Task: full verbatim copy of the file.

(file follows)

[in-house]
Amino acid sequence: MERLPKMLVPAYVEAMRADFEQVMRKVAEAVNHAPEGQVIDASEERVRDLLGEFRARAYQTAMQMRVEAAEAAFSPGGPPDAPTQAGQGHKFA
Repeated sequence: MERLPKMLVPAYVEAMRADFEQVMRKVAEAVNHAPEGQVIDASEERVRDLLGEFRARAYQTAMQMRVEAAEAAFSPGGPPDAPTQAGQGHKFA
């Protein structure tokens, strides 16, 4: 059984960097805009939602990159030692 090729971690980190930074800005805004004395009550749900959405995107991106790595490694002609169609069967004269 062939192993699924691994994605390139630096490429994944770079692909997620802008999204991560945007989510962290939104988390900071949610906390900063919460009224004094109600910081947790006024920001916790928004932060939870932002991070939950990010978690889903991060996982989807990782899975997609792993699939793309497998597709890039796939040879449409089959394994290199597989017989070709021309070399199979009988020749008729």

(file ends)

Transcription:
[in-house]
Amino acid sequence: MERLPKMLVPAYVEAMRADFEQVMRKVAEAVNHAPEGQVIDASEERVRDLLGEFRARAYQTAMQMRVEAAEAAFSPGGPPDAPTQAGQGHKFA
Repeated sequence: MERLPKMLVPAYVEAMRADFEQVMRKVAEAVNHAPEGQVIDASEERVRDLLGEFRARAYQTAMQMRVEAAEAAFSPGGPPDAPTQAGQGHKFA
């Protein structure tokens, strides 16, 4: 059984960097805009939602990159030692 090729971690980190930074800005805004004395009550749900959405995107991106790595490694002609169609069967004269 062939192993699924691994994605390139630096490429994944770079692909997620802008999204991560945007989510962290939104988390900071949610906390900063919460009224004094109600910081947790006024920001916790928004932060939870932002991070939950990010978690889903991060996982989807990782899975997609792993699939793309497998597709890039796939040879449409089959394994290199597989017989070709021309070399199979009988020749008729």